In 1933, she had a near-fatal encounter with a copperhead that the Hagerstown Morning Herald said she handled with “remarkable coolness and bravery.” She was burning brush while on the job when the snake bit her above the ankle. “She cut open the wound and applied a tourniquet to stop the circulation of blood, then walked to a neighbor’s house, where she secured medical attention.”

She left her job with the State of Maryland in 1934.

The Frederick News noted in 1971 that Alice was still driving a tractor, chopping wood, farming, feeding livestock, keeping house, quilting, sewing clothes, baking, and canning at age 76.

She was also living alone. She had never married, and her son had died from cancer in 1962 at 45 years of age.

“She values her privacy, resents any encroachment upon her land or her rights, and is the personification of the attitudes and traditions of the mountain folk for over two centuries,” Ann Burnside Love wrote for the Frederick News.

Alice died in 1993, a week before her 98th birthday. She is buried in the Mt. Moriah Lutheran Church cemetery.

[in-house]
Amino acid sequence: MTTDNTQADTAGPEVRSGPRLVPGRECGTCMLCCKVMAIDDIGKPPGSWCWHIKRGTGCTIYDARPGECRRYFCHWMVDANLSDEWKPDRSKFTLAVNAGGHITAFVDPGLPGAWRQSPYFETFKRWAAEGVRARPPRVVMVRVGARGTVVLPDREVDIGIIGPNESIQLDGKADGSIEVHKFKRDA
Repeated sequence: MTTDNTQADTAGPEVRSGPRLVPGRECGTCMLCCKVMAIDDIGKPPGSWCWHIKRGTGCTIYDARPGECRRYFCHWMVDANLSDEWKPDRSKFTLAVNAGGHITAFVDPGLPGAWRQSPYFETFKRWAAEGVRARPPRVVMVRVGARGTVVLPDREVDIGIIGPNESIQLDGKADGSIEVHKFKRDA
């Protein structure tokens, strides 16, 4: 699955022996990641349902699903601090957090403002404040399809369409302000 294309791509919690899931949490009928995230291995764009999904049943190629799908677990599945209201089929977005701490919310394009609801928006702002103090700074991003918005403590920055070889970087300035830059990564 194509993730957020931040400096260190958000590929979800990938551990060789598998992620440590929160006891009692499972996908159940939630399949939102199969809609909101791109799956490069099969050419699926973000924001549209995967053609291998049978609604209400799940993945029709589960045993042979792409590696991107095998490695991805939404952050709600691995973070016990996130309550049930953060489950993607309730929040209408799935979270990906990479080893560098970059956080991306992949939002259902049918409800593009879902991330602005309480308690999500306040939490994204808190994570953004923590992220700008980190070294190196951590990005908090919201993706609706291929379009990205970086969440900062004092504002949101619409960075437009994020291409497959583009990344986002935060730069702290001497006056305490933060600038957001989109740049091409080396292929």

The Year is…1925

The Summer Blue Ridge Summit Burned

Blue Ridge Summit was not a heavily populated area in 1925. Only a few hundred people lived there year-round, but that summer the small community suffered three fires that caused a lot of damage to the town.

On June 16, the engine house of the Monterey Hotel caught fire and burned to the ground. The loss was put at $1,000 (roughly $13,500 in 2016 dollars).

Three days later, the Chambersburg, Greencastle and Waynesboro Trolley station caught on fire. Luckily, there weren’t any people there. Trolleys had been slowly falling into disuse as the popularity of cars grew. The Chambersburg, Greencastle and Waynesboro Trolley would end its service in 1928.

“The fire at Highfield Tuesday completely destroyed the confectionary store, pool room, and barber shop owned by John Flautt, adjoining the station,” the Hagerstown Morning Herald reported.

The fire department responded as quickly as it could and Rev. Charles Niles, rector of the Episcopal Church drove the fire truck. The problem was notifying enough people that help was needed to fight the fire. The Gettysburg Times called the alert system inadequate. “The old fire rings, huge iron circles with iron hammers, which were placed at various points on the mountain years ago, are now overgrown with weeds and brush and are practically useless for putting in fire calls,” the newspaper reported.

The blaze was out of control by the time the firemen arrived and they concentrated on keeping the fire from spreading to nearby homes and businesses.

The trolley station suffered $1,000 in damage, while Flautt had $2,500 in damage. It also caused some of the few businesses in the town to be closed for a time.